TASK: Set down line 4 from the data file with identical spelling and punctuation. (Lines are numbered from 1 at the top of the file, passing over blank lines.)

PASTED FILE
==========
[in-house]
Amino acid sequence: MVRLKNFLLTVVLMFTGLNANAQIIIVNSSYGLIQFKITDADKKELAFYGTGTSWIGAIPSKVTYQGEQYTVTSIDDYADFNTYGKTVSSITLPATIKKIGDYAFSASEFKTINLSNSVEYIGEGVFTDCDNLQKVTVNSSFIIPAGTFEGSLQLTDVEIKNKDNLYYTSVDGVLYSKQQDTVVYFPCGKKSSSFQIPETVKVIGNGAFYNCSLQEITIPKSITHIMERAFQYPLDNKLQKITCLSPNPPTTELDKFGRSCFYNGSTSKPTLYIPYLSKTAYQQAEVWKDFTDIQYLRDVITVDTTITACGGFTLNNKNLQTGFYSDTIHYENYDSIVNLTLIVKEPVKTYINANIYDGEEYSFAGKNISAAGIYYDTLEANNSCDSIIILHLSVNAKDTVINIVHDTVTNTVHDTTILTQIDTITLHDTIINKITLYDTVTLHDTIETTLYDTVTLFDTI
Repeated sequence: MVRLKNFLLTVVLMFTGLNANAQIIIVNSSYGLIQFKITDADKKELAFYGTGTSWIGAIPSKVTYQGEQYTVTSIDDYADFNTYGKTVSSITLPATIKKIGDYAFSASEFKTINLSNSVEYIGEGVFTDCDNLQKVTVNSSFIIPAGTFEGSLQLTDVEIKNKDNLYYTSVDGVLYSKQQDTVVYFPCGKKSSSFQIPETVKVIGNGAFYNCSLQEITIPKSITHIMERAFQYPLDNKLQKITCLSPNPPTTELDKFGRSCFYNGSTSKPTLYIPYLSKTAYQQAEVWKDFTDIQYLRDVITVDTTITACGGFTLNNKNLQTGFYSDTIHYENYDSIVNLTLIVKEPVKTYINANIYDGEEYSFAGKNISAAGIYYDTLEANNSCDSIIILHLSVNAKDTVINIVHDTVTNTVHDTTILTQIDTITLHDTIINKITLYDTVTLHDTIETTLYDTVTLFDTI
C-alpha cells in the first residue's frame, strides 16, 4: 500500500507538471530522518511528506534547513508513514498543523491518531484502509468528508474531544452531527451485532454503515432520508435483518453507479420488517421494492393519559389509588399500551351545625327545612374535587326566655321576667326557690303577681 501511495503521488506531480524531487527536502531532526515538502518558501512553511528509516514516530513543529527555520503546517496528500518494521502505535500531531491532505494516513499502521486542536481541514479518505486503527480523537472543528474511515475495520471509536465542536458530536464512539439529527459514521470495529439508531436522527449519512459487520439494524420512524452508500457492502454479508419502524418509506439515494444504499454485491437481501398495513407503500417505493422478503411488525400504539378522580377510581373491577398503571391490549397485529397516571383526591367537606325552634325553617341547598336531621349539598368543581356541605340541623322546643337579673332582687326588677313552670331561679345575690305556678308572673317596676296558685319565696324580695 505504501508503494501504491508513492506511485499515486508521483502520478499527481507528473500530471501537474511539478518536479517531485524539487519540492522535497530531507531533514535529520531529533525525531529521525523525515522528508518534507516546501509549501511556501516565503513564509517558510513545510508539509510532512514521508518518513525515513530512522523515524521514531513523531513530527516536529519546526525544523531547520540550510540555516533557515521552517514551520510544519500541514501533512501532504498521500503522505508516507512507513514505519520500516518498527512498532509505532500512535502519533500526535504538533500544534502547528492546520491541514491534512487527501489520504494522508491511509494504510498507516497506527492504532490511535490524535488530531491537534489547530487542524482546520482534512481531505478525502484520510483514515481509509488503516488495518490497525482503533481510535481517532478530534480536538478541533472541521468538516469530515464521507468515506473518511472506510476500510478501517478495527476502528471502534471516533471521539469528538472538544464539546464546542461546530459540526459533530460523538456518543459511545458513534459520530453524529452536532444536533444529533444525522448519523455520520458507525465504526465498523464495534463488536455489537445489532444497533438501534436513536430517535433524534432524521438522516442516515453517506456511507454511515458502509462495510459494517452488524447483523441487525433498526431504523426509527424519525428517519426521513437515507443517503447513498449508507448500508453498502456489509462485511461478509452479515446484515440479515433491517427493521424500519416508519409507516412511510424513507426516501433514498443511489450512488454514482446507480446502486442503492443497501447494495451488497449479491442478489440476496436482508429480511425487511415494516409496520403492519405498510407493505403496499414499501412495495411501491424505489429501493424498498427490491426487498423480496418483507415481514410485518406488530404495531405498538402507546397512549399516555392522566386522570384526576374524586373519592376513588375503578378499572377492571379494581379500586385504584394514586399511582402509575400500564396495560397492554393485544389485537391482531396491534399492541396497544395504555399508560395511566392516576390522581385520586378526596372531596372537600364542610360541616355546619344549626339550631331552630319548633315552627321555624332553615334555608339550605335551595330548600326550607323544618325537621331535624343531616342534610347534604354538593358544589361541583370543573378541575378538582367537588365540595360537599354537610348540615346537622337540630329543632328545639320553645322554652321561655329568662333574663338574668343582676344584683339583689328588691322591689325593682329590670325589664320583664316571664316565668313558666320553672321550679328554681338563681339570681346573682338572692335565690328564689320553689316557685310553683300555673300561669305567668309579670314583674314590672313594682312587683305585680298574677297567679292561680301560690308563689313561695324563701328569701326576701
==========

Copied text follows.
C-alpha cells in the first residue's frame, strides 16, 4: 500500500507538471530522518511528506534547513508513514498543523491518531484502509468528508474531544452531527451485532454503515432520508435483518453507479420488517421494492393519559389509588399500551351545625327545612374535587326566655321576667326557690303577681 501511495503521488506531480524531487527536502531532526515538502518558501512553511528509516514516530513543529527555520503546517496528500518494521502505535500531531491532505494516513499502521486542536481541514479518505486503527480523537472543528474511515475495520471509536465542536458530536464512539439529527459514521470495529439508531436522527449519512459487520439494524420512524452508500457492502454479508419502524418509506439515494444504499454485491437481501398495513407503500417505493422478503411488525400504539378522580377510581373491577398503571391490549397485529397516571383526591367537606325552634325553617341547598336531621349539598368543581356541605340541623322546643337579673332582687326588677313552670331561679345575690305556678308572673317596676296558685319565696324580695 505504501508503494501504491508513492506511485499515486508521483502520478499527481507528473500530471501537474511539478518536479517531485524539487519540492522535497530531507531533514535529520531529533525525531529521525523525515522528508518534507516546501509549501511556501516565503513564509517558510513545510508539509510532512514521508518518513525515513530512522523515524521514531513523531513530527516536529519546526525544523531547520540550510540555516533557515521552517514551520510544519500541514501533512501532504498521500503522505508516507512507513514505519520500516518498527512498532509505532500512535502519533500526535504538533500544534502547528492546520491541514491534512487527501489520504494522508491511509494504510498507516497506527492504532490511535490524535488530531491537534489547530487542524482546520482534512481531505478525502484520510483514515481509509488503516488495518490497525482503533481510535481517532478530534480536538478541533472541521468538516469530515464521507468515506473518511472506510476500510478501517478495527476502528471502534471516533471521539469528538472538544464539546464546542461546530459540526459533530460523538456518543459511545458513534459520530453524529452536532444536533444529533444525522448519523455520520458507525465504526465498523464495534463488536455489537445489532444497533438501534436513536430517535433524534432524521438522516442516515453517506456511507454511515458502509462495510459494517452488524447483523441487525433498526431504523426509527424519525428517519426521513437515507443517503447513498449508507448500508453498502456489509462485511461478509452479515446484515440479515433491517427493521424500519416508519409507516412511510424513507426516501433514498443511489450512488454514482446507480446502486442503492443497501447494495451488497449479491442478489440476496436482508429480511425487511415494516409496520403492519405498510407493505403496499414499501412495495411501491424505489429501493424498498427490491426487498423480496418483507415481514410485518406488530404495531405498538402507546397512549399516555392522566386522570384526576374524586373519592376513588375503578378499572377492571379494581379500586385504584394514586399511582402509575400500564396495560397492554393485544389485537391482531396491534399492541396497544395504555399508560395511566392516576390522581385520586378526596372531596372537600364542610360541616355546619344549626339550631331552630319548633315552627321555624332553615334555608339550605335551595330548600326550607323544618325537621331535624343531616342534610347534604354538593358544589361541583370543573378541575378538582367537588365540595360537599354537610348540615346537622337540630329543632328545639320553645322554652321561655329568662333574663338574668343582676344584683339583689328588691322591689325593682329590670325589664320583664316571664316565668313558666320553672321550679328554681338563681339570681346573682338572692335565690328564689320553689316557685310553683300555673300561669305567668309579670314583674314590672313594682312587683305585680298574677297567679292561680301560690308563689313561695324563701328569701326576701